In downtown San Diego at the corner of Fourth Avenue and Ash Street you’ll find a very mysterious building. At first glance it appears to be a Gothic manor, or the corner of an impenetrable stone castle. Stranger still, a small shield on the building’s exterior includes the word GAS. Is this the castle in Monty Python and the Holy Grail, from which gas is expelled in your general direction? No–it’s a power substation of San Diego Gas and Electric!
The secure little building was designed by prominent architect Richard Requa in 1922, who would go on to become Master Architect for the 1935 California Pacific International Exposition in Balboa Park.
My imagination is always electrified when I walk past this unusual sight. Is a Frankenstein monster being assembled behind those dark walls?
Here are some photos!
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The 2015 Sun and Sea Festival at Imperial Beach today had almost everything. Lots of good food, live music, happy people, the beautiful ocean, and, of course, a whole bunch of awesome sand sculptures. What it didn’t have was sun. Monsoon conditions in San Diego have produced dark skies, frequent showers, even thunder and lightning this weekend.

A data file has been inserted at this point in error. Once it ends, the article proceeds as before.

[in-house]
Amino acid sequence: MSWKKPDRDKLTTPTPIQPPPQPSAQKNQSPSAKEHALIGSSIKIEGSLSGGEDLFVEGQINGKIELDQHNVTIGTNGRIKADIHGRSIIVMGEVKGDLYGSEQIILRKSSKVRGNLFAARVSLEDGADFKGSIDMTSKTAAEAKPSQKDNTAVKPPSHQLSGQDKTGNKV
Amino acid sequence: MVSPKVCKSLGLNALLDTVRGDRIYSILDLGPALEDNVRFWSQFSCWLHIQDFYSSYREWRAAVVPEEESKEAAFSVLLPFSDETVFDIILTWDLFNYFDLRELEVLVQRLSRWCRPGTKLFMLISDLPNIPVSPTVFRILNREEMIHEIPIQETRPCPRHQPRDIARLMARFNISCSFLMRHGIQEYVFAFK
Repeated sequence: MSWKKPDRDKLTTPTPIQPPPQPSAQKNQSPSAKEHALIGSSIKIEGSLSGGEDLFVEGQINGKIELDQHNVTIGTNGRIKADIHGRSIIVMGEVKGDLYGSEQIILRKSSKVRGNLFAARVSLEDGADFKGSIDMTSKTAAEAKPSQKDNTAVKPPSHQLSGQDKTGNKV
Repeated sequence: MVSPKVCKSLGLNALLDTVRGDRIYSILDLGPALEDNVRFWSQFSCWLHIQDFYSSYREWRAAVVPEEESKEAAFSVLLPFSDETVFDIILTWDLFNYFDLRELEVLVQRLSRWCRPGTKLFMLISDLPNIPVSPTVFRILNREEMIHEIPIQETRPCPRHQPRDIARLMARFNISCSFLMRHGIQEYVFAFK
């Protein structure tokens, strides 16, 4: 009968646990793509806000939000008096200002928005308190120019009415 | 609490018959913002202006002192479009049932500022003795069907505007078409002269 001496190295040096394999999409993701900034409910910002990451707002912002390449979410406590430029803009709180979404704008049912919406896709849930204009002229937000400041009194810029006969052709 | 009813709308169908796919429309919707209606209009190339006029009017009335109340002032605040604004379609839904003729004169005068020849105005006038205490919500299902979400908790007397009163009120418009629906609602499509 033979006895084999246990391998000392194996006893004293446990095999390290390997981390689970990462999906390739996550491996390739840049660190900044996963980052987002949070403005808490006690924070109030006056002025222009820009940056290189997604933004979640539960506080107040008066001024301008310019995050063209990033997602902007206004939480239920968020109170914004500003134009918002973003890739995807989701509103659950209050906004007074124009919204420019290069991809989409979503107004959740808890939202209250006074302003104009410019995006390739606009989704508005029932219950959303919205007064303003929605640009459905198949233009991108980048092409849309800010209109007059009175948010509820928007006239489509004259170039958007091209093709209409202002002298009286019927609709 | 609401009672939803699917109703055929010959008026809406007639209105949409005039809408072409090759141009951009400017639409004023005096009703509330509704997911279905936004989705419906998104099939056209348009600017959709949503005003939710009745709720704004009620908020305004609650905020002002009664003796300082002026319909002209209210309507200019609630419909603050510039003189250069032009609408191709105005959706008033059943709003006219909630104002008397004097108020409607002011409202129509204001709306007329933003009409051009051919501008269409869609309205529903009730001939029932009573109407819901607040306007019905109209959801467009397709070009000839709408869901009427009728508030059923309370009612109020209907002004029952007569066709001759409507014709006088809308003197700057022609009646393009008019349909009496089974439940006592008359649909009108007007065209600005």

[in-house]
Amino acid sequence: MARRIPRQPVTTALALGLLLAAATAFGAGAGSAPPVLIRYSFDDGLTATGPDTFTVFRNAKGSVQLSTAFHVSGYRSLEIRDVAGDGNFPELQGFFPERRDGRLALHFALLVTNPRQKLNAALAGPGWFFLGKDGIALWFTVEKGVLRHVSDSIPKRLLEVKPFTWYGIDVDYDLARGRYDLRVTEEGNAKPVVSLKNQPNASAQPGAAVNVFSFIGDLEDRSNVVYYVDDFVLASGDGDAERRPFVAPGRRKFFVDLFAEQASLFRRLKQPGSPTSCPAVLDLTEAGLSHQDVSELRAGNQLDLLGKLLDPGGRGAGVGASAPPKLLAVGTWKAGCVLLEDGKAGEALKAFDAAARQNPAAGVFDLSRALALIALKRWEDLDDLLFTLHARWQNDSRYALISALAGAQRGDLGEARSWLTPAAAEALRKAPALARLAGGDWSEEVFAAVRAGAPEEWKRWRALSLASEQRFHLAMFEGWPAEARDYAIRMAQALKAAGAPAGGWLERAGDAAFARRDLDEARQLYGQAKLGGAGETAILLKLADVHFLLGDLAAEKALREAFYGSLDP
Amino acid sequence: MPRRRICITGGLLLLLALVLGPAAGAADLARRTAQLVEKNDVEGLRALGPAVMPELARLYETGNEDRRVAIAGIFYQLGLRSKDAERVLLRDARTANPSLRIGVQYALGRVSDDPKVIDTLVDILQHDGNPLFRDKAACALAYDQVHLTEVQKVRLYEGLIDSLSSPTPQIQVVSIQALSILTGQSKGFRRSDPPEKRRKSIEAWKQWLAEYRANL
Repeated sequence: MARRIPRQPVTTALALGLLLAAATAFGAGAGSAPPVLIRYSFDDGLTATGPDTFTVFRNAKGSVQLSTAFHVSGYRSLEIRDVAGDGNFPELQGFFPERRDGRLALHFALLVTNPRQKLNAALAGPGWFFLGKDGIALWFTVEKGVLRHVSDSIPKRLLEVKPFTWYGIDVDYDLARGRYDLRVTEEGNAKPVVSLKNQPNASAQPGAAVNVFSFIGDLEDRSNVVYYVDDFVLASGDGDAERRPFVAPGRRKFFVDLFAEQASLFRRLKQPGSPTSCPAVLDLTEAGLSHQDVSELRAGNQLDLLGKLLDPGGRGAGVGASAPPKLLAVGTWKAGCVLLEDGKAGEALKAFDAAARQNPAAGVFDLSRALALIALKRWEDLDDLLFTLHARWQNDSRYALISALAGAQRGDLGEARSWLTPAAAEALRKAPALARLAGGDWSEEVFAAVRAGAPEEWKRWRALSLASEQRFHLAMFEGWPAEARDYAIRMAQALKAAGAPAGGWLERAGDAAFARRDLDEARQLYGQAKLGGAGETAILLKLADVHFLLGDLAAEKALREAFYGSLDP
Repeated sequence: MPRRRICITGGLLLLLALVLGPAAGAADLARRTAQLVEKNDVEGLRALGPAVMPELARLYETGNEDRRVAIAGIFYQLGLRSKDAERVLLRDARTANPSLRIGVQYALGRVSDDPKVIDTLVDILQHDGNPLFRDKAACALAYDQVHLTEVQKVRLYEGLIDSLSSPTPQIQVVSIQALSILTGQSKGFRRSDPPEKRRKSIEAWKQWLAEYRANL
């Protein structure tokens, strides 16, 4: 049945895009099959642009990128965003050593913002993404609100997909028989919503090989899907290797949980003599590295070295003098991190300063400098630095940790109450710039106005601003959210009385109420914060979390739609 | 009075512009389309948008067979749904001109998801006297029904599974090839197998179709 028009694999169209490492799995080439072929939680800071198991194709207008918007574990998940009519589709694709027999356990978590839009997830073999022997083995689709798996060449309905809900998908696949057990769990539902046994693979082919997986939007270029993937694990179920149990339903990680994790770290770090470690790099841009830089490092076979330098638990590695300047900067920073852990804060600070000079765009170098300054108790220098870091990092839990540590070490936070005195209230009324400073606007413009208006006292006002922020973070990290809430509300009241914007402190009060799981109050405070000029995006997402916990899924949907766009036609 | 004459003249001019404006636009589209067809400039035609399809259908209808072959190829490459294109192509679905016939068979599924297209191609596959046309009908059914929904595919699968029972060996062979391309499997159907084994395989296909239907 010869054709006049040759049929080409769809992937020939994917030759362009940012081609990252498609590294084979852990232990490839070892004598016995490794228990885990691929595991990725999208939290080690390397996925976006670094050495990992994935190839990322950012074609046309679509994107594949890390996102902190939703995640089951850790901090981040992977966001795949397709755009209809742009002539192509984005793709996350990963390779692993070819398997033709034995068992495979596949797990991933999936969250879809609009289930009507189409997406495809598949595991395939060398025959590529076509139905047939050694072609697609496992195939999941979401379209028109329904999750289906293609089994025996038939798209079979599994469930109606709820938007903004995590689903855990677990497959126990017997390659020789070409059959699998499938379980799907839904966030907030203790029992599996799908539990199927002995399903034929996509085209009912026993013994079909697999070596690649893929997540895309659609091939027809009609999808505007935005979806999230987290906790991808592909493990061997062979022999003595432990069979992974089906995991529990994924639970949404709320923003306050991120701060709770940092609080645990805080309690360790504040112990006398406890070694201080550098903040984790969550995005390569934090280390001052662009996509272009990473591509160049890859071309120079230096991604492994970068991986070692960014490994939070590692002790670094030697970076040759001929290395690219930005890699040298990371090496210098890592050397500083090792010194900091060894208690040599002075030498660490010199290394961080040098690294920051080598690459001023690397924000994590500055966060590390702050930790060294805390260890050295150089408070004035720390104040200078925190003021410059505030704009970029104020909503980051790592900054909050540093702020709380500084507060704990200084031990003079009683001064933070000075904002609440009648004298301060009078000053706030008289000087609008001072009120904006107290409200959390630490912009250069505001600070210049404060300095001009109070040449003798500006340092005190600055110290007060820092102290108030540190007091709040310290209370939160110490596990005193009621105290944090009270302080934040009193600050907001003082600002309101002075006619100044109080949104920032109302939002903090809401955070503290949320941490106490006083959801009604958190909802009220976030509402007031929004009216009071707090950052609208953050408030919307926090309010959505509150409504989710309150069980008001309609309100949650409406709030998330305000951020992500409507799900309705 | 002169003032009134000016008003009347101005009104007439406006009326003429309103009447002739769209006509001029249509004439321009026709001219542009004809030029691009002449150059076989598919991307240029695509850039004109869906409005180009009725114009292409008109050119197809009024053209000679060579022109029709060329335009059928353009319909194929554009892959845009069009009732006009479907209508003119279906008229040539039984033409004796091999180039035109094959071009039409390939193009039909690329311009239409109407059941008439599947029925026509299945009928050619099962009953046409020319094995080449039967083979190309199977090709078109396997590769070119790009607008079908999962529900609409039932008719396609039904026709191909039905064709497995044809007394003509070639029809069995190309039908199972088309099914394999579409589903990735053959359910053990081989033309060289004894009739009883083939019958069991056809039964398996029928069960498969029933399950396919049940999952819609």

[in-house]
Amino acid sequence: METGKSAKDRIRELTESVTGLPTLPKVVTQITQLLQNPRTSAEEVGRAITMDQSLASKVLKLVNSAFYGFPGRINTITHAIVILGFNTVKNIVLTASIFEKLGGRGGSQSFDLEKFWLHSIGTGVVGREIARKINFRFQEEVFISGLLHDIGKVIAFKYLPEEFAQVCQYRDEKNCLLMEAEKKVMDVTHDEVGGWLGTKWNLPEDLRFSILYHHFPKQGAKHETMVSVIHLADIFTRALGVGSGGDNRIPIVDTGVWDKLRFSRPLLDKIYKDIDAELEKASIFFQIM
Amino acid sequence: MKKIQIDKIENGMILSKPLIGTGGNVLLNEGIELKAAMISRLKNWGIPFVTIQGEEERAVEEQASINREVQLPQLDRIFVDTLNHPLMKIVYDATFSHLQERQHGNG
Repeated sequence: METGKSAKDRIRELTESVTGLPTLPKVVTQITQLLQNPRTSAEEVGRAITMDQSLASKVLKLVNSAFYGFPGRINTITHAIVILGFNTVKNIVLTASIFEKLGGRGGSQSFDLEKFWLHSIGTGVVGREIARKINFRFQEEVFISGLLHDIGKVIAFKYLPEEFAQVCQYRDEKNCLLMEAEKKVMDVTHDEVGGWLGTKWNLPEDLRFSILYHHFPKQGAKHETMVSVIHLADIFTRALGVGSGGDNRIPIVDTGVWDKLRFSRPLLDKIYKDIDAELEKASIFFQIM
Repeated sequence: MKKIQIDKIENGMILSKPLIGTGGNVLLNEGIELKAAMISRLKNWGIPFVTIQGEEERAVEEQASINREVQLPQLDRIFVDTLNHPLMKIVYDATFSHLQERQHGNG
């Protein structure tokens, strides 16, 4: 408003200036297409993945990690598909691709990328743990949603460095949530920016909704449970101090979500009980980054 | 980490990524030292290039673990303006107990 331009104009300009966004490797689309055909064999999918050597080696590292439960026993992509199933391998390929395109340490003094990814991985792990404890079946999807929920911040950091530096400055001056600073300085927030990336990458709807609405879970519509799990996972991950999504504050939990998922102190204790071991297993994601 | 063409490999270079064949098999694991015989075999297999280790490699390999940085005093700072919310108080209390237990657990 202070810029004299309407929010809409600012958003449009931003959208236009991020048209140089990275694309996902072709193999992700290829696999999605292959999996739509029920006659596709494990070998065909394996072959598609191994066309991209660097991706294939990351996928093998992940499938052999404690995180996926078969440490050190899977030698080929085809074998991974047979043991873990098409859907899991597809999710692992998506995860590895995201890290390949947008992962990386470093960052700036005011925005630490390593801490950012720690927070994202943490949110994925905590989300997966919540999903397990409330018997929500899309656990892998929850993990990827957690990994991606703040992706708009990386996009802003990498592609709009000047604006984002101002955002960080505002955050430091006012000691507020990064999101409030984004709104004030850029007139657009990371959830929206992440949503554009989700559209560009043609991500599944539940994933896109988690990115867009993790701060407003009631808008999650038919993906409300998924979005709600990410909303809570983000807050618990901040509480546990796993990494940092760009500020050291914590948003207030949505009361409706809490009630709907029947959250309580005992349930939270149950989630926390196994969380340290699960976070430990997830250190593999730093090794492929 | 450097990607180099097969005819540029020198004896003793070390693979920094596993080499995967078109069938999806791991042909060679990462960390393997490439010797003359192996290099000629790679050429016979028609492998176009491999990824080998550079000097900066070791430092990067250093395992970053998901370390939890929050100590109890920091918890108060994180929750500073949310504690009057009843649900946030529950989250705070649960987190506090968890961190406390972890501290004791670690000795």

But nothing could stop the crowds from enjoying this great annual tradition.
My walks through downtown often take me past a large, dilapidated building with a giant faded castle painted on its side. This now sad sight was once the splendid Hotel Churchill, the destination of tourists visiting San Diego a hundred years ago.
The Hotel Churchill was built to accommodate visitors to the 1915 Panama-California Exposition in nearby Balboa Park. The Arthurian theme made visitors feel like they’d entered Camelot, much like the Excalibur Hotel does in Las Vegas today. The building has been abandoned for many years. I remember watching the San Diego Fire Department using the tall edifice for practice, breaking through one window from the top of a firetruck’s ladder.
In 2003 the city designated the Hotel Churchill a local historical landmark. There are plans afoot to restore the old building and convert it into affordable housing.
Here’s a pic I took in February 2015. The old hotel has been fenced off, awaiting restoration…
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